Clinicopathological features and differential diagnosis of aggressive angiomyxoma of the female pelvis: 5 case reports and literature review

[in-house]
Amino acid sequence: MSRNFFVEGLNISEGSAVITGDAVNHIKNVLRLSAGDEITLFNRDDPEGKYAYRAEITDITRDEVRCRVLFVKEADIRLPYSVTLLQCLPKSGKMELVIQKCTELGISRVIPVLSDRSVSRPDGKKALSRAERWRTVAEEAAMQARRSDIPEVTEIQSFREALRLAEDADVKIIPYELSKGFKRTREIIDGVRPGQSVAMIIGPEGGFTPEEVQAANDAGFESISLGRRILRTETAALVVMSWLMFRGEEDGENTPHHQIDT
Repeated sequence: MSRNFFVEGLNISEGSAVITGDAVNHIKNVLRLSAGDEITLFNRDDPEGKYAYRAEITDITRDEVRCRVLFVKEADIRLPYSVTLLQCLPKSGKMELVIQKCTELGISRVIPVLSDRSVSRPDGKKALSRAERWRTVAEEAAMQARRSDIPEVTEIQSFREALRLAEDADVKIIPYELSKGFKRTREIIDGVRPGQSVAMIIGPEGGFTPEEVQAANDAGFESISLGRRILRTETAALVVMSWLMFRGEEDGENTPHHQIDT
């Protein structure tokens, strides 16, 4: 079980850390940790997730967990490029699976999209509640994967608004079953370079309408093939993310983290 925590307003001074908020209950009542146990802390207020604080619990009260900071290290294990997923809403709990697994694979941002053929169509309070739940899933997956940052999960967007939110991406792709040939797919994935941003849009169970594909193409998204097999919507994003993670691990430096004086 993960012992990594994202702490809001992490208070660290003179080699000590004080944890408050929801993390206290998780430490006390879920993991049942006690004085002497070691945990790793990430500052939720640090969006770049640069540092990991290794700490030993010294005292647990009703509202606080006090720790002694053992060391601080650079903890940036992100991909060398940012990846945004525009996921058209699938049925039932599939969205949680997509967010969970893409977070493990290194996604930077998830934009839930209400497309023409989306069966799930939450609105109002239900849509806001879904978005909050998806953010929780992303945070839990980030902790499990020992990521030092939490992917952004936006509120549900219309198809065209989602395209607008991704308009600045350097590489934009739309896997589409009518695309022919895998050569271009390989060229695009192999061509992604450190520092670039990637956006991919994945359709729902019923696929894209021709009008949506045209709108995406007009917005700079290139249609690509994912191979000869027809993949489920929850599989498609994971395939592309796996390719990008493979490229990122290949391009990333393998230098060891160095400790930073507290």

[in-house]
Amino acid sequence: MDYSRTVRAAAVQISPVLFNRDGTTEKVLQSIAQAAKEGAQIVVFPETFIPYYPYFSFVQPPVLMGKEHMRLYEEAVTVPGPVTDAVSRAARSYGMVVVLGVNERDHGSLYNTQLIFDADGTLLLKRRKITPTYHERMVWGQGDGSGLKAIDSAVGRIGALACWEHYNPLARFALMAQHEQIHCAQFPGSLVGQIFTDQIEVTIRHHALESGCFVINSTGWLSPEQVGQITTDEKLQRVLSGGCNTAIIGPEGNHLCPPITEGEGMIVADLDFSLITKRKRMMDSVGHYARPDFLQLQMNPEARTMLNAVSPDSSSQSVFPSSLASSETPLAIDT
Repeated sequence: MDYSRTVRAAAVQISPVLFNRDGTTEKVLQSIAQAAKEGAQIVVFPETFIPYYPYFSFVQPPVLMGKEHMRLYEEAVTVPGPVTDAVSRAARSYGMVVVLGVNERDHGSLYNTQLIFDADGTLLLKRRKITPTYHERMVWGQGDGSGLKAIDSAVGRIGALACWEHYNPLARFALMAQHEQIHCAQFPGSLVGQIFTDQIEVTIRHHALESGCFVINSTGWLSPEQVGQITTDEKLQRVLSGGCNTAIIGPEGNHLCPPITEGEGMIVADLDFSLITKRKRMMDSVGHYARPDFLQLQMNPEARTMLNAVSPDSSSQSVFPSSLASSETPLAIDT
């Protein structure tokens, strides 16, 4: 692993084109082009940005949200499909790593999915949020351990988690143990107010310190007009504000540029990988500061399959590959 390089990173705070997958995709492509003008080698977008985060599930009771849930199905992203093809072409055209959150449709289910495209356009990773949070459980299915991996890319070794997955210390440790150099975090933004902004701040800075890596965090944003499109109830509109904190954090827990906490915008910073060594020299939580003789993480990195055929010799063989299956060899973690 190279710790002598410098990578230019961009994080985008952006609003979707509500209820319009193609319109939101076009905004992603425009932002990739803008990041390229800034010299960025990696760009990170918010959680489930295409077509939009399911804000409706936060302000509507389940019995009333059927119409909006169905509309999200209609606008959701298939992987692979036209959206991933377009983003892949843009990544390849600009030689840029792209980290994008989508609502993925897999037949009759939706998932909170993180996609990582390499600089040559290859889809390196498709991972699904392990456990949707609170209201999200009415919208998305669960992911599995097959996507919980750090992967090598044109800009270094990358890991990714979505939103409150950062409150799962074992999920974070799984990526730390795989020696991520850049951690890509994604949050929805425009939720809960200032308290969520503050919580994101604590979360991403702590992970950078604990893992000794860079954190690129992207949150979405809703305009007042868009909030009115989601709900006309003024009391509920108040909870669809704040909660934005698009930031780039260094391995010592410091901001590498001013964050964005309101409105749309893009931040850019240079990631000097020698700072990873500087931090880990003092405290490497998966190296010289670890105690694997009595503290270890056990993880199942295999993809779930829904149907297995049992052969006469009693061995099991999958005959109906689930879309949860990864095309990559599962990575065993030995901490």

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Aggressive angiomyxoma (AAM) is a rare mesenchymal tumor that usually occurs in the pelvis and perineum of young females. AAM can simulate Bartholin's gland cyst, abscess, lipoma, simple labial cyst, or other pelvic soft tissue tumors. Here we present five cases of AAM with mean age of 42. The patients mainly presented slow-growing mass in the abdomen and perineum (3 cases in the pelvis, 1 in the vulva, and 1 in the buttock). Color Doppler flow imaging revealed blood flow for the 3 pelvic lesions. Enhanced computed tomography and magnetic resonance imaging of the other 2 cases showed the typical “swirled” or “layered” structure characteristic. Through the pathological examination, its positivity to estrogen and progesterone receptors can justify enlargement and recurrence, confirming the tumor is AAM. All 5 patients underwent local tumor resection. Two patients recurred 8 and 15 months after surgery, respectively. The longest follow-up was 42 months. Although few cases are reported, early recognition demands high index of suspicion for both gynaecologists and pathologists. Wide surgical excision with tumor free margins is the basis of curative treatment. Adjuvant therapy may be necessary for residual or recurrent tumors. Long-term follow-up is recommended.

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